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Laws for Towing a Person

Vessel operators towing a person(s) on water skis, aquaplanes, surfboards, inner tubes, or any similar devices must obey these laws also.

  • All persons being towed behind a vessel on water skis or any other device must wear a U.S. Coast Guard–approved PFD.
  • A USCG–approved PFD must be carried in the vessel for each skier electing to wear a special water-skiing wetsuit.
  • Inflatable PFDs are not acceptable for anyone being towed behind a vessel.
  • In addition to the operator, a competent observer must be on board the vessel and seated in a position to observe the progress of the person being towed. A competent observer is a person who can assess when a skier is in trouble, knows and understands the water-skiing hand signals, and is capable of helping a skier.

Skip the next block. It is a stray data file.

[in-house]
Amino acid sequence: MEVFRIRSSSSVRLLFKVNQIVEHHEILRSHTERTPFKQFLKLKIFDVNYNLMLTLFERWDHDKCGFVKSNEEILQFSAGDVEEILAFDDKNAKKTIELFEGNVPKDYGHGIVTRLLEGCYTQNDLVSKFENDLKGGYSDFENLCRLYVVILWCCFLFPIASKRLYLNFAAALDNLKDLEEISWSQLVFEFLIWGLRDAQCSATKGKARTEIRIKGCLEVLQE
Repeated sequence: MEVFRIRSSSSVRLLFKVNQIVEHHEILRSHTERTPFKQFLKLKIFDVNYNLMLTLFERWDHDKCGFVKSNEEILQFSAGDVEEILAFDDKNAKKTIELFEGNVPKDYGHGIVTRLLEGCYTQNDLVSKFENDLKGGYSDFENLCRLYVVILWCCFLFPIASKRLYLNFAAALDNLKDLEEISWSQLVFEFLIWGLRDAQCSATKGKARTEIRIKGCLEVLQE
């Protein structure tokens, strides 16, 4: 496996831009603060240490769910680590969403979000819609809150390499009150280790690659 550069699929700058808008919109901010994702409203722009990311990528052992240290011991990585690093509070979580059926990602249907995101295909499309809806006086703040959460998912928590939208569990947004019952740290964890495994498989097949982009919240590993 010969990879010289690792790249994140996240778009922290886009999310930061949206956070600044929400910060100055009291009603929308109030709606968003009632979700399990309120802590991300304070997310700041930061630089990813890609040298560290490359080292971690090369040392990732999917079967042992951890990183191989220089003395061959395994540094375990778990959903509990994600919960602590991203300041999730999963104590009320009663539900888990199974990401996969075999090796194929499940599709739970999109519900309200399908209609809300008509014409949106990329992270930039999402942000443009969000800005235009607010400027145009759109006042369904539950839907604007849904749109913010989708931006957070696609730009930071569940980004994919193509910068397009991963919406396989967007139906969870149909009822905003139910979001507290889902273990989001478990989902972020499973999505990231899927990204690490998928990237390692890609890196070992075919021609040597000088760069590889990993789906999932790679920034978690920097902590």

• Persons may be towed behind a vessel on water skis or any other device during daylight hours only (sunrise to sunset).
  • If vessel traffic permits, skiers may start from the shore or dock. Skiers may not be returned to the shore or dock under power.
  • If towing a person behind a personal watercraft, these rules apply.
    • The PWC must be rated for at least three people—the operator, the observer, and the retrieved skier.
    • You may not tow more than one skier.
PWC pulling a wakeboarder
Towing a Person with a PWC

If towing a skier with a PWC, the PWC must be rated for at least three people—the operator, the observer, and the retrieved skier.

Ski Tow Ropes

Ski tow ropes may not exceed the following lengths:

  • Conventional water-skiing—80 feet
  • Parasailing—300 feet
  • Nonreleasable kite-skiing—150 feet
  • Releasable kite-skiing—500 feet